Support for Windows Vista Service Pack 1 (SP1) ends on July 12, 2011. To continue receiving security updates for Windows, make sure you're running Windows Vista with Service Pack 2 (SP2). For more information, refer to this Microsoft web page: Support is ending for some versions of Windows
On a computer that is running the release version of
Windows Vista, a volume on the hard disk is corrupted.
You restart the computer.
In this scenario, a black screen is displayed, and you cannot
log on to the computer except in safe mode.
Consider the following scenario:
On a computer that is running Windows Vista Service Pack 1
(SP1) or Windows Server 2008, a volume on the hard disk is
You restart the computer.
In this scenario, the Autochk.exe application stops responding,
and this prevents the restart process from continuing. If you press a key to
cancel the Autochk.exe process, you can log on to the computer as
Note By default, the Autochk.exe application automatically tries to
fix any hard disk corruption during startup. After Autochk.exe fixes the disk
corruption, the system automatically restarts.
This problem occurs because the Autochk.exe application uses
different criteria for identifying disk corruption from the criteria that the
NTFS system uses. When NTFS marks a volume as corrupted, the Autochk.exe
application cannot verify the corruption. Instead, Autochk.exe marks the volume
as clean and then restarts the system. However, during the system restart, NTFS again marks
the volume as corrupted. Therefore, Autochk.exe restarts
again. In this scenario, the
restart process stops responding, or
a black screen is displayed.
To work around this problem, download the Automated
Installation Kit (AIK) for Windows Vista SP1 and for Windows Server 2008, and
then create a Windows Preinstallation Environment (Windows PE) 2.1 disc.
Restart the computer by using this Windows PE 2.1 disc, and then run the chkdsk /f command to fix the hard disk corruption.
Note Install the hotfix that is mentioned the "Resolution" section
after you run the chkdsk /f command to fix the hard disk corruption.
information about the Automated Installation Kit (AIK) for Windows Vista SP1
and for Windows Server 2008, visit the following Microsoft Web site:
A supported hotfix is available from Microsoft. However, this hotfix is intended to correct only the problem that is described in this article. Apply this hotfix only to systems that are experiencing this specific problem. This hotfix might receive additional testing. Therefore, if you are not severely affected by this problem, we recommend that you wait for the next software update that contains this hotfix.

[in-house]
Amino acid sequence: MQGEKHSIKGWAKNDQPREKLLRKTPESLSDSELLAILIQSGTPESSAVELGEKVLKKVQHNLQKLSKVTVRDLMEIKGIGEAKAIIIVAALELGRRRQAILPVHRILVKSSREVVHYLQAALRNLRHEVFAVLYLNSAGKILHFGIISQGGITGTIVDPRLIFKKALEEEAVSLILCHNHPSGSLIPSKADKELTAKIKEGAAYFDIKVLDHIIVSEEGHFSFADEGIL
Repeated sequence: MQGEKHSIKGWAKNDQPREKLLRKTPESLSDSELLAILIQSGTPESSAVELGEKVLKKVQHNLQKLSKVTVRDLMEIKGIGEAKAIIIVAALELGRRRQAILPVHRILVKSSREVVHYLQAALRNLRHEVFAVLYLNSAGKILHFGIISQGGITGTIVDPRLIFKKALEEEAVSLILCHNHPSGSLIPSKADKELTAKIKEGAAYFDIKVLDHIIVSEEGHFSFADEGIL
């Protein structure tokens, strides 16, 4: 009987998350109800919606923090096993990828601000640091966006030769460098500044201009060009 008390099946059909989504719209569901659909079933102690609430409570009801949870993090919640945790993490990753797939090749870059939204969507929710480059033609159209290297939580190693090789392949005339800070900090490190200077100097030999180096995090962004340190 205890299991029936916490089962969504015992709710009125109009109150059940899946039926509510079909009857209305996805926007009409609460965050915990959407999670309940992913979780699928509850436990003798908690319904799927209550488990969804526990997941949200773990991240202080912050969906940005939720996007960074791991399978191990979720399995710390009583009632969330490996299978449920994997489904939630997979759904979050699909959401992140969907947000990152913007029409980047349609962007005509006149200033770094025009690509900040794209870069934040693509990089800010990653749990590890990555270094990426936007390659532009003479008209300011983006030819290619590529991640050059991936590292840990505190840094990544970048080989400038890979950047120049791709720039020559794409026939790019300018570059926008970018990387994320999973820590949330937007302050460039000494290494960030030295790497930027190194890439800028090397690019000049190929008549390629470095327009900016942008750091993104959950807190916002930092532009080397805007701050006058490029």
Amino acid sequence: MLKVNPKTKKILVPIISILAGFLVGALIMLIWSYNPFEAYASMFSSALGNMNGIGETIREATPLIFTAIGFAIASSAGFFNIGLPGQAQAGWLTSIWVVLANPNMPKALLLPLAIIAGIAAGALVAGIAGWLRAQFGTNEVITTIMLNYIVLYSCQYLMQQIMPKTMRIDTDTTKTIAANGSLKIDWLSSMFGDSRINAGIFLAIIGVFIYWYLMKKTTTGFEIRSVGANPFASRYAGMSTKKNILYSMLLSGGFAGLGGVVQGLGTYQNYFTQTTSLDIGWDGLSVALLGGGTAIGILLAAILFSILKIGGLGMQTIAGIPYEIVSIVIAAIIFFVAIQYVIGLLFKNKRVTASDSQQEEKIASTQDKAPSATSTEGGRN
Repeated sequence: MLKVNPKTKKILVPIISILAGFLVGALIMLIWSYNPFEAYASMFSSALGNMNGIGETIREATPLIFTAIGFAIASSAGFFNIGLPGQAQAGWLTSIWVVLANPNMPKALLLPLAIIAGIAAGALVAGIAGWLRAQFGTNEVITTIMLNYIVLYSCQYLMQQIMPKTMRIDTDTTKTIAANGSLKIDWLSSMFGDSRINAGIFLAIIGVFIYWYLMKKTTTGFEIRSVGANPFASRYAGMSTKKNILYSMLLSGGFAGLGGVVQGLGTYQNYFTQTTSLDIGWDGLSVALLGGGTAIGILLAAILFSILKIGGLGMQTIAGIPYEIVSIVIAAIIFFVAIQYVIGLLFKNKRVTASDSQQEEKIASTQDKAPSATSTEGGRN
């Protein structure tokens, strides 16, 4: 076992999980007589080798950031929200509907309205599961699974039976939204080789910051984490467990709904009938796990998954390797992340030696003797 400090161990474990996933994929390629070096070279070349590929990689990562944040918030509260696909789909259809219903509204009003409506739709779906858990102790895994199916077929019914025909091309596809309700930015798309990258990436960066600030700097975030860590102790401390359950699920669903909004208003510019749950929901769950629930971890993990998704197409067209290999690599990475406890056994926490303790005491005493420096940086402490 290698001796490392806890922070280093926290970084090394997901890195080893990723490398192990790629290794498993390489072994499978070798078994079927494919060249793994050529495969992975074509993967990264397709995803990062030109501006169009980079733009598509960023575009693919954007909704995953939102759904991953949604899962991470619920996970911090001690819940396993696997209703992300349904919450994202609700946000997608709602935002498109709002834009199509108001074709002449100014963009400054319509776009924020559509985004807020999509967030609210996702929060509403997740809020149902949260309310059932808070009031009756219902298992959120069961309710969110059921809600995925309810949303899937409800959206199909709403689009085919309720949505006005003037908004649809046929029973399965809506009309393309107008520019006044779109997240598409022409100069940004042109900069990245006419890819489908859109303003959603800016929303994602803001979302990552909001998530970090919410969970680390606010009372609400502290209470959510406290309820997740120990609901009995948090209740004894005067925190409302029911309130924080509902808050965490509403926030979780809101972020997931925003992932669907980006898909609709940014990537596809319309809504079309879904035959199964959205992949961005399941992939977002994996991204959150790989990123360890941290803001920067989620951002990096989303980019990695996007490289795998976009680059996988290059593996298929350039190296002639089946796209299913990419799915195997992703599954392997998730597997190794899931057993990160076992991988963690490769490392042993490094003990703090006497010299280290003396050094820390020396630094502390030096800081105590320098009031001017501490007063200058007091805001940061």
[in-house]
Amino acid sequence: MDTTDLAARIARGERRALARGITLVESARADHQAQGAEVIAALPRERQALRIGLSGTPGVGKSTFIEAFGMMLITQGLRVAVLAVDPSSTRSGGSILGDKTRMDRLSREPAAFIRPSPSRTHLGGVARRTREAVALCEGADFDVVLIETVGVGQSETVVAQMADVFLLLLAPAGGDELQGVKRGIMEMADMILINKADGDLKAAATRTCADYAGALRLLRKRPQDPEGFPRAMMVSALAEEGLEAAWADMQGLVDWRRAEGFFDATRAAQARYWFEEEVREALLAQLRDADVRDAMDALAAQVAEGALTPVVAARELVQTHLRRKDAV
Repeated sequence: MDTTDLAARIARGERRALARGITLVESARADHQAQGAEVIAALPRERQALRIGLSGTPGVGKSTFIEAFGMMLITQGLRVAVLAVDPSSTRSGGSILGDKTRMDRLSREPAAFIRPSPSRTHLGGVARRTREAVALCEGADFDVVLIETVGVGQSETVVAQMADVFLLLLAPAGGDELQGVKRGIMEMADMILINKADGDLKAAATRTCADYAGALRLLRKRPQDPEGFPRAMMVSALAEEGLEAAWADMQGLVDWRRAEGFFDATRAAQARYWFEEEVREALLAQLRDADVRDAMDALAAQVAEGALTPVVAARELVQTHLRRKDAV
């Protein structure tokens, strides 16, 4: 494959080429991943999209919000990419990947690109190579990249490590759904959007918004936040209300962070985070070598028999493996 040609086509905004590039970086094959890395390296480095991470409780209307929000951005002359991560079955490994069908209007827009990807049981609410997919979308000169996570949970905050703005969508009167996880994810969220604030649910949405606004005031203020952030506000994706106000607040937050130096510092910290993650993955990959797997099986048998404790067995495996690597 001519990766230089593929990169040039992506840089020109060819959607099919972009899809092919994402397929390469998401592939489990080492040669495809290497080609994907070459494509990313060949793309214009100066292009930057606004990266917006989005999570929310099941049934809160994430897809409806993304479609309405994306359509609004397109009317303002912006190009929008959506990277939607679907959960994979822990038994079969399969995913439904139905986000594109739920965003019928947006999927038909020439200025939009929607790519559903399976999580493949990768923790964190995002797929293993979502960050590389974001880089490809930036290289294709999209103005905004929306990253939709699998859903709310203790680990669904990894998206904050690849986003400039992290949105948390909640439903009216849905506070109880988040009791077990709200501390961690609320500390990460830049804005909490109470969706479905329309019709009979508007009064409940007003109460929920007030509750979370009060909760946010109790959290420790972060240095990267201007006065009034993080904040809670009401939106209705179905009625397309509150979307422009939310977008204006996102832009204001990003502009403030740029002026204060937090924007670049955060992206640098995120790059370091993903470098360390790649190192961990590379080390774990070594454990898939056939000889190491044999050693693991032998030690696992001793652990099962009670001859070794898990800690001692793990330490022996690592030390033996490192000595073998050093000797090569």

If the hotfix is available for download, there is a "Hotfix download available" section at the top of this Knowledge Base article. If this section does not appear, contact Microsoft Customer Service and Support to obtain the hotfix.
Note If additional issues occur or if any troubleshooting is required, you might have to create a separate service request. The usual support costs will apply to additional support questions and issues that do not qualify for this specific hotfix. For a complete list of Microsoft Customer Service and Support telephone numbers or to create a separate service request, visit the following Microsoft Web site:
Note The "Hotfix download available" form displays the languages for which the hotfix is available. If you do not see your language, it is because a hotfix is not available for that language.
Important Windows Vista and Windows Server 2008 hotfixes are included in the same packages. However, only one of these products may be listed on the “Hotfix Request” page. To request the hotfix package that applies to both Windows Vista and Windows Server 2008, just select the product that is listed on the page.
No prerequisites are required.
You must restart the computer after you apply this hotfix.
Hotfix replacement information
This hotfix does not replace a previously released hotfix.
The English version of this hotfix has the file
attributes (or later file attributes) that are listed in the following table.
The dates and times for these files are listed in Coordinated Universal Time
(UTC). When you view the file information, it is converted to local time. To
find the difference between UTC and local time, use the Time
Zone tab in the Date and Time item in Control
Windows Vista, Windows Vista SP1, or Windows Server 2008, x86-based versions